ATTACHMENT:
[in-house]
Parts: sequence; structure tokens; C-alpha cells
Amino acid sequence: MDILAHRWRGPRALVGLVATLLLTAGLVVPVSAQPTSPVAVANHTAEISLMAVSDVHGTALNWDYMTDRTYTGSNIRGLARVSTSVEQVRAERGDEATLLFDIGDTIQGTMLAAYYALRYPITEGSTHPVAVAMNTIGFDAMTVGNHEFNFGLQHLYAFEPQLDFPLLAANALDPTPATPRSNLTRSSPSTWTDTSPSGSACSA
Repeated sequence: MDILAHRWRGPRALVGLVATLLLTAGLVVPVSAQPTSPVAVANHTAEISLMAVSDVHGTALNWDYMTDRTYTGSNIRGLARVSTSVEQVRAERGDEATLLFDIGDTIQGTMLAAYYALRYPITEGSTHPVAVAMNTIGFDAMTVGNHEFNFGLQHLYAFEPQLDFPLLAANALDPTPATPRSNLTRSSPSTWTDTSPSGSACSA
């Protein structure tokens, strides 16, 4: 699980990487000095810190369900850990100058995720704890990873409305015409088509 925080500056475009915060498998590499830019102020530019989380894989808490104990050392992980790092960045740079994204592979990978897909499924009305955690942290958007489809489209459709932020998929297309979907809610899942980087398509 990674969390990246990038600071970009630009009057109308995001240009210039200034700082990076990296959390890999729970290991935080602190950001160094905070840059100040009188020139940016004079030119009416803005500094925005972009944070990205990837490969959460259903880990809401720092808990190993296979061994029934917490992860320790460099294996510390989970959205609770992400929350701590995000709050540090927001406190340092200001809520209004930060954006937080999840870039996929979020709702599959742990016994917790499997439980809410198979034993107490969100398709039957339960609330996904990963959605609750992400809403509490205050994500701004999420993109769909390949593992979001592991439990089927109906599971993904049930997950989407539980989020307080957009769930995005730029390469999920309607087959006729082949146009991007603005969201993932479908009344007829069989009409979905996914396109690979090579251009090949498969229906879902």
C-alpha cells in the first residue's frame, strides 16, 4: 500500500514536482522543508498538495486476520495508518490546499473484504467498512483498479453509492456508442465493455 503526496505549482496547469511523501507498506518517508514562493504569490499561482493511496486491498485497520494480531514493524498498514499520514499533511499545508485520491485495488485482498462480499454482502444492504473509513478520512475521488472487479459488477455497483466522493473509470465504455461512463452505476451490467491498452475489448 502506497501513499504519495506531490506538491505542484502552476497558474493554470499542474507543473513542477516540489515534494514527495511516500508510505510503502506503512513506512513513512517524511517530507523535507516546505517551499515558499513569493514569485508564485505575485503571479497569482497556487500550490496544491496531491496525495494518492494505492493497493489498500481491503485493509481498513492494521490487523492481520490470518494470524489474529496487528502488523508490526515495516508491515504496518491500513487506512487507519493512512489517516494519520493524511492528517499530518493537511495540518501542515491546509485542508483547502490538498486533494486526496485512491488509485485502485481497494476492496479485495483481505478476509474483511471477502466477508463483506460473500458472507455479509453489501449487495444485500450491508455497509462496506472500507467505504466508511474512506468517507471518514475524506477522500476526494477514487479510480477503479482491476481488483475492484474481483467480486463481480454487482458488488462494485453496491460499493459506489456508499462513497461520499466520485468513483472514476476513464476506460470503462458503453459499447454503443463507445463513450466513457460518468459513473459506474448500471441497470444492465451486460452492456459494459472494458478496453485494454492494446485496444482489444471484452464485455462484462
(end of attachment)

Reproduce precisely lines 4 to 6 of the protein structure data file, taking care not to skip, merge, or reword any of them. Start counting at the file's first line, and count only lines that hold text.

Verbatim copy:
Repeated sequence: MDILAHRWRGPRALVGLVATLLLTAGLVVPVSAQPTSPVAVANHTAEISLMAVSDVHGTALNWDYMTDRTYTGSNIRGLARVSTSVEQVRAERGDEATLLFDIGDTIQGTMLAAYYALRYPITEGSTHPVAVAMNTIGFDAMTVGNHEFNFGLQHLYAFEPQLDFPLLAANALDPTPATPRSNLTRSSPSTWTDTSPSGSACSA
């Protein structure tokens, strides 16, 4: 699980990487000095810190369900850990100058995720704890990873409305015409088509 925080500056475009915060498998590499830019102020530019989380894989808490104990050392992980790092960045740079994204592979990978897909499924009305955690942290958007489809489209459709932020998929297309979907809610899942980087398509 990674969390990246990038600071970009630009009057109308995001240009210039200034700082990076990296959390890999729970290991935080602190950001160094905070840059100040009188020139940016004079030119009416803005500094925005972009944070990205990837490969959460259903880990809401720092808990190993296979061994029934917490992860320790460099294996510390989970959205609770992400929350701590995000709050540090927001406190340092200001809520209004930060954006937080999840870039996929979020709702599959742990016994917790499997439980809410198979034993107490969100398709039957339960609330996904990963959605609750992400809403509490205050994500701004999420993109769909390949593992979001592991439990089927109906599971993904049930997950989407539980989020307080957009769930995005730029390469999920309607087959006729082949146009991007603005969201993932479908009344007829069989009409979905996914396109690979090579251009090949498969229906879902």
C-alpha cells in the first residue's frame, strides 16, 4: 500500500514536482522543508498538495486476520495508518490546499473484504467498512483498479453509492456508442465493455 503526496505549482496547469511523501507498506518517508514562493504569490499561482493511496486491498485497520494480531514493524498498514499520514499533511499545508485520491485495488485482498462480499454482502444492504473509513478520512475521488472487479459488477455497483466522493473509470465504455461512463452505476451490467491498452475489448 502506497501513499504519495506531490506538491505542484502552476497558474493554470499542474507543473513542477516540489515534494514527495511516500508510505510503502506503512513506512513513512517524511517530507523535507516546505517551499515558499513569493514569485508564485505575485503571479497569482497556487500550490496544491496531491496525495494518492494505492493497493489498500481491503485493509481498513492494521490487523492481520490470518494470524489474529496487528502488523508490526515495516508491515504496518491500513487506512487507519493512512489517516494519520493524511492528517499530518493537511495540518501542515491546509485542508483547502490538498486533494486526496485512491488509485485502485481497494476492496479485495483481505478476509474483511471477502466477508463483506460473500458472507455479509453489501449487495444485500450491508455497509462496506472500507467505504466508511474512506468517507471518514475524506477522500476526494477514487479510480477503479482491476481488483475492484474481483467480486463481480454487482458488488462494485453496491460499493459506489456508499462513497461520499466520485468513483472514476476513464476506460470503462458503453459499447454503443463507445463513450466513457460518468459513473459506474448500471441497470444492465451486460452492456459494459472494458478496453485494454492494446485496444482489444471484452464485455462484462